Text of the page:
DBT skills focus on teaching individuals skills to manage their emotions, thoughts, and behaviors in healthy ways. This can include learning how to regulate emotions, improve communication and relationships with others, all of which can help improve the symptoms of the phobia of people.
Mindfulness can help an individual gain control over their anxiety symptoms by focusing on the present moment rather than the fear itself.
Exposure therapy is a type of behavioral therapy that involves gradually exposing a person to the thing they fear in a controlled and safe environment. This process helps the person learn that the feared object or situation is not actually dangerous and can help to reduce their fear and anxiety
Motivational interviewing may be used to build on an individual’s strengths without placing any blame on them for the problem. With a combination of these therapies, individuals may find relief from their anxiety symptoms associated with the fear of people and potentially increase their quality of life. Anthrophobia is a treatable condition, and with the right treatment and self-help strategies, individuals can overcome their fear of people and improve their overall quality of life.
Do you need more support with
your mental health?
Charlie Health can help.
Teen coping skills for the phobia of people
The phobia of people, or anthrophobia, can have a significant effect on youth and teen mental health in a variety of ways. For instance, fear of interacting with other people can lead to unhealthy behaviors such as:
As young people are making their way through physical and social growth stages, it is important to recognize the signs of this particular fear in order to give them the help they need. Additionally, if left unaddressed, anthrophobia can make it difficult for teens and youth to maintain relationships due to feelings of paranoia or nervousness when interacting with others. It is therefore essential that adults take steps to ease this fear by providing education and support, which helps young people feel safe while forging healthier connections with each other.
In addition to therapy, there are also several self-help strategies that can be effective in managing the fear of people. These include:
Mindfulness and relaxation techniques
These can help to reduce anxiety and improve overall well-being.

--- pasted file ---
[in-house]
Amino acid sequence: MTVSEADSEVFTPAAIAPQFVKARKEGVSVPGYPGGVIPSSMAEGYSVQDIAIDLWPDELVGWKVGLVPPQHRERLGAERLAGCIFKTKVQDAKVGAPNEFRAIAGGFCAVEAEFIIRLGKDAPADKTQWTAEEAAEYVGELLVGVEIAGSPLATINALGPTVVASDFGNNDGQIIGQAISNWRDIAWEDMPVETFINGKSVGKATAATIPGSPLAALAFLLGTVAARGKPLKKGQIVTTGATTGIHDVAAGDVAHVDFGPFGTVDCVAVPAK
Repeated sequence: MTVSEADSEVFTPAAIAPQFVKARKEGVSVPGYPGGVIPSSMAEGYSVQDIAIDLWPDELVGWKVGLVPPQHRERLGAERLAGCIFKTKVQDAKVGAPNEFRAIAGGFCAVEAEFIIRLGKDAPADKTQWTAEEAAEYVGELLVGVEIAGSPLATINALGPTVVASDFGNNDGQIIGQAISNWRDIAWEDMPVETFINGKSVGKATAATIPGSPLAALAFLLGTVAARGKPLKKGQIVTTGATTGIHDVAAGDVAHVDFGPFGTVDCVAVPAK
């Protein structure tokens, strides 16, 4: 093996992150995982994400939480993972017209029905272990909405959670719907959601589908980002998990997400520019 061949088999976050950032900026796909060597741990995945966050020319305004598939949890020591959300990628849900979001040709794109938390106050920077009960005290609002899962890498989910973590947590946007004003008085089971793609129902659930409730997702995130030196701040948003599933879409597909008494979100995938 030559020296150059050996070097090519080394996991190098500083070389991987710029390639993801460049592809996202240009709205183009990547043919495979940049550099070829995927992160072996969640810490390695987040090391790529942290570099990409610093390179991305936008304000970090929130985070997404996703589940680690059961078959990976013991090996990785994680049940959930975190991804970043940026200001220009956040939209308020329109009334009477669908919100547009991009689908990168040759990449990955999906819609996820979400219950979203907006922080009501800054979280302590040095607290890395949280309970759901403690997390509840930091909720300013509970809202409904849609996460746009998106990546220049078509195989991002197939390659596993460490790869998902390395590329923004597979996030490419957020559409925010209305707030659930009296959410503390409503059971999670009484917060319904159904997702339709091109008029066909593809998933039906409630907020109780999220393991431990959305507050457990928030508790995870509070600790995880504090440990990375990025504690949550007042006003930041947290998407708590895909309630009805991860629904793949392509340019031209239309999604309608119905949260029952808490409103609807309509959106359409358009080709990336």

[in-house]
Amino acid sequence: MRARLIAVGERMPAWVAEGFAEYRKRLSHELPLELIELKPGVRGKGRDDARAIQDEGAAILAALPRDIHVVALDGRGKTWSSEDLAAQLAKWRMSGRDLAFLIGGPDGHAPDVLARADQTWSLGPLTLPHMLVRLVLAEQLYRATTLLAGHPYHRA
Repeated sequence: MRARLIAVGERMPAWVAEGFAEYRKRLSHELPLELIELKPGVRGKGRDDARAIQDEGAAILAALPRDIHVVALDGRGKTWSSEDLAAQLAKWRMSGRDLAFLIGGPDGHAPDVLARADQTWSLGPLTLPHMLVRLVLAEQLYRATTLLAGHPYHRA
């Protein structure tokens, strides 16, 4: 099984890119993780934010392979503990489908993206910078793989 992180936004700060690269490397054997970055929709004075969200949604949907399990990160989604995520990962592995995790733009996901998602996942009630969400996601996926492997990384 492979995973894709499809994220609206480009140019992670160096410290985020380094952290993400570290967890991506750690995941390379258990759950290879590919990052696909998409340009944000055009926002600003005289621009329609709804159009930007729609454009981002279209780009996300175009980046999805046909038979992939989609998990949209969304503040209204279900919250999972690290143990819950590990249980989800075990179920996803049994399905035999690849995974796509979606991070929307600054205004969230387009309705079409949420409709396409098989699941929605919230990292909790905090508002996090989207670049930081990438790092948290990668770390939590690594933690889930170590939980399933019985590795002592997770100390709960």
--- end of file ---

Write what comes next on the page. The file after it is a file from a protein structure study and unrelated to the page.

Talking to friends and family about your fears can help to reduce anxiety and provide a sense of support.
Gradually exposing yourself to social situations in a controlled and safe environment can help to desensitize you to the fear.
Challenging negative thoughts and beliefs about being around people can help to reduce fear and anxiety.
Writing down your thoughts and feelings can help you to identify patterns and triggers that contribute to your fear.
Trauma-informed therapy for phobias at Charlie Health
Phobias can profoundly affect mental health and wellbeing, often leading to pervasive depression, anxiety, and other psychological concerns in people of all ages.
A debilitating fear of people carries a particularly mounting toll on the mental health of youth and teens – those first starting out in life who are increasingly vulnerable. They may avoid social situations at all costs, even if it means missing out on important opportunities or experiences. They may also become excessively dependent on others, which can lead to problems in their relationships and interactions with others.
If you or someone you know is experiencing symptoms of anthrophobia, it’s important to seek professional help. There are effective treatment options available that can help people manage their fear and live healthy lives. Our compassionate team of care providers is ready to answer your questions about our virtual Intensive Outpatient Program and get you started today.
- “Anthropophobia: Fear of People” – International OCD Foundation
- “Anthropophobia: A review of the literature” -Journal of Anxiety Disorders
- “The Fear of People: A Phenomenological Study” – Journal of Phenomenological Psychology
- “Treatment of Anthropophobia: A Case Report” Journal of Behavioral Therapy and Experimental Psychiatry
- “Social Phobia: A Comprehensive Guide” -American Psychiatric Association